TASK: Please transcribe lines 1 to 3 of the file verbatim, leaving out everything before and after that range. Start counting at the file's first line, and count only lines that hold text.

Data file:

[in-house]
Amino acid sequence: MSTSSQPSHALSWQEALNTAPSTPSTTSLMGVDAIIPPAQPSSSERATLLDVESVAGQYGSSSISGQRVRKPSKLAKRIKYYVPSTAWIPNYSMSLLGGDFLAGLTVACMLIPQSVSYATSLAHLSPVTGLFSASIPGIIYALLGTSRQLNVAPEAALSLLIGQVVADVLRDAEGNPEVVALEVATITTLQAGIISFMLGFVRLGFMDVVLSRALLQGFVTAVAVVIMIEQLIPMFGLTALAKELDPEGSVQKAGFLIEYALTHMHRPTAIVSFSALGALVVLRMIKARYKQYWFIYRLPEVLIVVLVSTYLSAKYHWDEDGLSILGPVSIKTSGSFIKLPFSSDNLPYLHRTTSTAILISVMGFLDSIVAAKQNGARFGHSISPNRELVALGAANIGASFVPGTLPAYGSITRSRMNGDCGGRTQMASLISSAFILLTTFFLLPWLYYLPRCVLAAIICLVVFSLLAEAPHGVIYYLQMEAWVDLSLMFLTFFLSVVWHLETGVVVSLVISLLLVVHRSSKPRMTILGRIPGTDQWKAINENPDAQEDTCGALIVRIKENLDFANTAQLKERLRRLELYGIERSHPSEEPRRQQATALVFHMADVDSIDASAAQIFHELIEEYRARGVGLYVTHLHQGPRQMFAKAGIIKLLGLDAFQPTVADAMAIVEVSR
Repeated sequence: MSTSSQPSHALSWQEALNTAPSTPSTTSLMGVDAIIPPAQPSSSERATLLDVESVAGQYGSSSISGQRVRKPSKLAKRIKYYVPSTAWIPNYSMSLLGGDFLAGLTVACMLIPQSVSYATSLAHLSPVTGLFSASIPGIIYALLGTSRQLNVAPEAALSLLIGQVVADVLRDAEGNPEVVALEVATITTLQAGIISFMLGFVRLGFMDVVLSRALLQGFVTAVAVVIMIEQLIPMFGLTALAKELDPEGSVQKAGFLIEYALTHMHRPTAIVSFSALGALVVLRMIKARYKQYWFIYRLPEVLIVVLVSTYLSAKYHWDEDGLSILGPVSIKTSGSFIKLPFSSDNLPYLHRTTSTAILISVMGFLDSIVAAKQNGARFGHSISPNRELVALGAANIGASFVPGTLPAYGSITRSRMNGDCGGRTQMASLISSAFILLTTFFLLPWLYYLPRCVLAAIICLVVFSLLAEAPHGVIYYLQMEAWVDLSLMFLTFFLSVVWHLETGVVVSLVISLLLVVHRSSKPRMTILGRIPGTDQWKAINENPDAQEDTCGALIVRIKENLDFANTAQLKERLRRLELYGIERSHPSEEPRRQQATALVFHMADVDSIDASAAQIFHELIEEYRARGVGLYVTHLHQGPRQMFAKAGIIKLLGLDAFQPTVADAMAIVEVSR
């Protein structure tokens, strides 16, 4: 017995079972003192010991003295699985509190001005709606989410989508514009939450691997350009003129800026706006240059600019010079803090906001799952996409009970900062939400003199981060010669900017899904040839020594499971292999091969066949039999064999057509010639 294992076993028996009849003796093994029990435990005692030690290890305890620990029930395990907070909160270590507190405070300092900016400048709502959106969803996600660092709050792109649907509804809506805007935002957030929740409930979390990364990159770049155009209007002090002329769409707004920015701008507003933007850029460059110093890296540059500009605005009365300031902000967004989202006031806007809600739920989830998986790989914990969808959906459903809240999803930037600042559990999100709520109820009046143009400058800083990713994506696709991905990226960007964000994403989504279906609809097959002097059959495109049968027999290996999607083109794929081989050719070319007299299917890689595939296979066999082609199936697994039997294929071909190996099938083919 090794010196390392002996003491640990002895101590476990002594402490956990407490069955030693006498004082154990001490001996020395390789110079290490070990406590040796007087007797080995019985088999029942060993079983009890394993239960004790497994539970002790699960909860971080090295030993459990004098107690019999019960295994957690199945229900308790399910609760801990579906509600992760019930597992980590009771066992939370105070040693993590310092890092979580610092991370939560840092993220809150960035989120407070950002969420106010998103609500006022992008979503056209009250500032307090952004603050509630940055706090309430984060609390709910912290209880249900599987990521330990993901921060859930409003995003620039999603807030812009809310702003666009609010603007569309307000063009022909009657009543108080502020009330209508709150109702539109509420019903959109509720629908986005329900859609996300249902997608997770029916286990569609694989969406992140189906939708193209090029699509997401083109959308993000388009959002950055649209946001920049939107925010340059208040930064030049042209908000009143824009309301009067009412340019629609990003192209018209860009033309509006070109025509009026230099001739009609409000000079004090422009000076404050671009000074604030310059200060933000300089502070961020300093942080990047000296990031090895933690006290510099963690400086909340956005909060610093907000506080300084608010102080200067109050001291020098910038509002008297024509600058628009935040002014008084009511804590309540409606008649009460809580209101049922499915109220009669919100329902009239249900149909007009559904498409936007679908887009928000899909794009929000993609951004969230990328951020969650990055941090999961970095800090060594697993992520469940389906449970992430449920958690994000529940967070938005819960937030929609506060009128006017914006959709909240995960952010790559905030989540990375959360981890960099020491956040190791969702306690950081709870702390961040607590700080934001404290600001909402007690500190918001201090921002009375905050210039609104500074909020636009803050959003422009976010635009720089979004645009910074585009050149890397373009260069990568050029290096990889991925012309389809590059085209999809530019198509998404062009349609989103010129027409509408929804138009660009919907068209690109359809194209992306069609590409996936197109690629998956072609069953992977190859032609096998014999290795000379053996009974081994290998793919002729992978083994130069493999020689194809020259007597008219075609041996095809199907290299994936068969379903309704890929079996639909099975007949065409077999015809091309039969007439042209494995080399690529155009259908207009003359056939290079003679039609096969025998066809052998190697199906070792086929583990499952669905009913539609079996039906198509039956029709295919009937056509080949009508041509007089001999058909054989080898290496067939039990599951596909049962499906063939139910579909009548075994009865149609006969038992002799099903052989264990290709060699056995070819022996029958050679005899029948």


[in-house]
Amino acid sequence: MSTSSQPSHALSWQEALNTAPSTPSTTSLMGVDAIIPPAQPSSSERATLLDVESVAGQYGSSSISGQRVRKPSKLAKRIKYYVPSTAWIPNYSMSLLGGDFLAGLTVACMLIPQSVSYATSLAHLSPVTGLFSASIPGIIYALLGTSRQLNVAPEAALSLLIGQVVADVLRDAEGNPEVVALEVATITTLQAGIISFMLGFVRLGFMDVVLSRALLQGFVTAVAVVIMIEQLIPMFGLTALAKELDPEGSVQKAGFLIEYALTHMHRPTAIVSFSALGALVVLRMIKARYKQYWFIYRLPEVLIVVLVSTYLSAKYHWDEDGLSILGPVSIKTSGSFIKLPFSSDNLPYLHRTTSTAILISVMGFLDSIVAAKQNGARFGHSISPNRELVALGAANIGASFVPGTLPAYGSITRSRMNGDCGGRTQMASLISSAFILLTTFFLLPWLYYLPRCVLAAIICLVVFSLLAEAPHGVIYYLQMEAWVDLSLMFLTFFLSVVWHLETGVVVSLVISLLLVVHRSSKPRMTILGRIPGTDQWKAINENPDAQEDTCGALIVRIKENLDFANTAQLKERLRRLELYGIERSHPSEEPRRQQATALVFHMADVDSIDASAAQIFHELIEEYRARGVGLYVTHLHQGPRQMFAKAGIIKLLGLDAFQPTVADAMAIVEVSR
Repeated sequence: MSTSSQPSHALSWQEALNTAPSTPSTTSLMGVDAIIPPAQPSSSERATLLDVESVAGQYGSSSISGQRVRKPSKLAKRIKYYVPSTAWIPNYSMSLLGGDFLAGLTVACMLIPQSVSYATSLAHLSPVTGLFSASIPGIIYALLGTSRQLNVAPEAALSLLIGQVVADVLRDAEGNPEVVALEVATITTLQAGIISFMLGFVRLGFMDVVLSRALLQGFVTAVAVVIMIEQLIPMFGLTALAKELDPEGSVQKAGFLIEYALTHMHRPTAIVSFSALGALVVLRMIKARYKQYWFIYRLPEVLIVVLVSTYLSAKYHWDEDGLSILGPVSIKTSGSFIKLPFSSDNLPYLHRTTSTAILISVMGFLDSIVAAKQNGARFGHSISPNRELVALGAANIGASFVPGTLPAYGSITRSRMNGDCGGRTQMASLISSAFILLTTFFLLPWLYYLPRCVLAAIICLVVFSLLAEAPHGVIYYLQMEAWVDLSLMFLTFFLSVVWHLETGVVVSLVISLLLVVHRSSKPRMTILGRIPGTDQWKAINENPDAQEDTCGALIVRIKENLDFANTAQLKERLRRLELYGIERSHPSEEPRRQQATALVFHMADVDSIDASAAQIFHELIEEYRARGVGLYVTHLHQGPRQMFAKAGIIKLLGLDAFQPTVADAMAIVEVSR